Dimmick, Meghan (2002) Critiquing the campus : academic practice as literary subject in the contemporary university novel. Doctoral (PhD) thesis, Memorial University of Newfoundland.
The contemporary university novel is uniquely situated to observe and respond to the current state of crisis widely acknowledged and discussed throughout the university community, and it is capable of offering a considered and credible critique on the function, the value and the purpose of the university. The unique nature of this critique has caused it often to be discredited; in this study, these novels are examined in order to find, instead, what they may contribute. -- To date, the major studies of the university novel have been comprehensive in scope and bibliographical in effect. My study, as a result, is able to assume the existence of the sub-genre and focus on a very select group of novels to show that they constitute a viable mode of academic critique, where academic practice becomes the target, rather than the producer, of extended criticism. Indeed, the sometimes unflattering representations of the university to be found in university novels amount to a coherent and pervasive fictional inquiry into the nature and function of academic practice. -- To prove this, I briefly examine the recent boom in scholarly examinations of the current state of the university in order to establish a background for the positions the novelists explore in their books. Alvin Kernan, Robert Lecker, Bill Readings and Robert Scholes (to name a few) have all recently written on the current "crisis" in the university. Their books locate a corresponding response inside the university community (to the issues raised in the novels) and prove that the novels, like the non-fiction, are positing viable critical responses to important questions concerning the state of the university. -- To examine these responses, I identify core images in a very select and contemporary group of novels. The conflicts between competition and idealism, corporation and community, uncertainty and truth, the creative critic and the creative artist, and solitude and civility are issues found in the novels and critical studies alike and provide the structure for my project. The novels include A.S. Byatt's Possession, Malcolm Bradbury's Mensonge, Michael Frayn's The Trick of It, Christine Brooke-Rose's Textermination, David Lodge's Nice Work, Richard Russo's The Straight Man, Ishmael Reed's Japanese by Spring, Robert Grudin's Book, Jane Smiley's Moo and Carol Shields' Swann. -- What these novels have in common is most interestingly a clear sense of the value and purpose of the study of literature, of education and of the university. In the non-fiction works written on the state of the university, it is widely held that we are losing or have lost touch with the university's value and purpose, but the university novel posits a clear sense of idealism. This sense of idealism and possibility marks an important, often unremarked, evolution in the sub-genre and it is suggestive of the ultimate value of the university novel as a unique means of access to the preoccupations and anxieties of a community in crisis.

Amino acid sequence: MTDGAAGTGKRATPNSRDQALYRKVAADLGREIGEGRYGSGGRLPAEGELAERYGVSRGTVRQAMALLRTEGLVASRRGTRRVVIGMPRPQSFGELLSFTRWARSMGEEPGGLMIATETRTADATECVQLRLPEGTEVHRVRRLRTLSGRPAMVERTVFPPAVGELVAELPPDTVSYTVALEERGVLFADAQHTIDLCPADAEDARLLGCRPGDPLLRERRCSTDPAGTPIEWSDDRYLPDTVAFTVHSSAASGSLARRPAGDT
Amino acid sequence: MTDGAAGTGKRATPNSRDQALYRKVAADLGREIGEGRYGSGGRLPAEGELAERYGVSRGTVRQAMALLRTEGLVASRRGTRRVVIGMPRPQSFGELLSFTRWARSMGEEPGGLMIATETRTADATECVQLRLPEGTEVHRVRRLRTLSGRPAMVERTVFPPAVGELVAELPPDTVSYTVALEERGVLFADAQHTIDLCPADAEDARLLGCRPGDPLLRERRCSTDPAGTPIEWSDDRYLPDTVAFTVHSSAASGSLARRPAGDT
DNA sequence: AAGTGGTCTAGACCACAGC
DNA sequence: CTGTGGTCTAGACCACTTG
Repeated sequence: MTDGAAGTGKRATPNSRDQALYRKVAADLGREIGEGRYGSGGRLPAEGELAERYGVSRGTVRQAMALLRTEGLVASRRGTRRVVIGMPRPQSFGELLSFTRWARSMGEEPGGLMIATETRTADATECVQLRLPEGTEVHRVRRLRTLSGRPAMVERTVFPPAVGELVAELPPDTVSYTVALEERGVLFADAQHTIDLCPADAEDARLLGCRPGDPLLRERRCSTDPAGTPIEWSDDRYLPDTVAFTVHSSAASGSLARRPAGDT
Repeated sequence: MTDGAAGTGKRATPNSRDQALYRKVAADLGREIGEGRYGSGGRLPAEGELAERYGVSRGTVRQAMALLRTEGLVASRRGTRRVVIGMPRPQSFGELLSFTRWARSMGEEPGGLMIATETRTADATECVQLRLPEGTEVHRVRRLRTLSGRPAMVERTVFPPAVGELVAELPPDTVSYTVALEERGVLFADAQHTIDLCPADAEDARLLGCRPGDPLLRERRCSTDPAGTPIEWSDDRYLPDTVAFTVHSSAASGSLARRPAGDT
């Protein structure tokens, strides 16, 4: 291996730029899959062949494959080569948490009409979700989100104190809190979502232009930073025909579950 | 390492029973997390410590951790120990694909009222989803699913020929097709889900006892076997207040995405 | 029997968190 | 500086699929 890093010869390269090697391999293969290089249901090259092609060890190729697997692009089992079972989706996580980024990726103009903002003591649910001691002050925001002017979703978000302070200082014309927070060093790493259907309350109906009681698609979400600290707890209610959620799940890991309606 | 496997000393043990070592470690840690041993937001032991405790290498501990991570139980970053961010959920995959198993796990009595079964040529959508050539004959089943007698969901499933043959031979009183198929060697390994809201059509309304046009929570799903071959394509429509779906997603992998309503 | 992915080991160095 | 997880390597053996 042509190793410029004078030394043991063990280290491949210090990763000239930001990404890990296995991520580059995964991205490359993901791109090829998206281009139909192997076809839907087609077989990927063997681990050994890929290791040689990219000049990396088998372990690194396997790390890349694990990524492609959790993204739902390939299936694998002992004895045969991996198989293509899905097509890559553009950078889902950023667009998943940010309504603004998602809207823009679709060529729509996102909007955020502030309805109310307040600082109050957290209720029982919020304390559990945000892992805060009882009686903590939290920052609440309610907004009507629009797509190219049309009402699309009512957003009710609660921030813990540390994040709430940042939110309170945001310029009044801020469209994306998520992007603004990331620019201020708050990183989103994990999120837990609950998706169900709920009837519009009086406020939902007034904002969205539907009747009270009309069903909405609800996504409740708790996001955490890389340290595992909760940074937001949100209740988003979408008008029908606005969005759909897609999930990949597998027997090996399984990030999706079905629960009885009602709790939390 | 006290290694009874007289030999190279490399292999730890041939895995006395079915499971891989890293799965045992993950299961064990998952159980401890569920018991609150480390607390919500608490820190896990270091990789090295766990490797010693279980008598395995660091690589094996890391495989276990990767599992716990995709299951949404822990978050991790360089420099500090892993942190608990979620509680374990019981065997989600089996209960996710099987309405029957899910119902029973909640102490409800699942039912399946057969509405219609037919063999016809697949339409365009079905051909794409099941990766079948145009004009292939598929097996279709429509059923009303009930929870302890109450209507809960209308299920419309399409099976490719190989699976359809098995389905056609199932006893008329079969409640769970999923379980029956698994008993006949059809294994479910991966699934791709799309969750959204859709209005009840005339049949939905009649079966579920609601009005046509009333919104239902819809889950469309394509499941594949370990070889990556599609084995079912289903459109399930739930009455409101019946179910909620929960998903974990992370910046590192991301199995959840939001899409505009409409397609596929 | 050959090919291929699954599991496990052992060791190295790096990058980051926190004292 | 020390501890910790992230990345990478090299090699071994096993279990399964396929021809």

|Item Type:||Thesis (Doctoral (PhD))|
|Additional Information:||Bibliography: leaves 293-304.|
|Department(s):||Humanities and Social Sciences, Faculty of > English Language and Literature|
|Geographic Location:||Great Britain; Unites States|
|Library of Congress Subject Heading:||Universities and colleges in literature; Education, Higher, in literature; Communities in literature; College stories, English--History and criticism; College stories, American--History and criticism|
Actions (login required)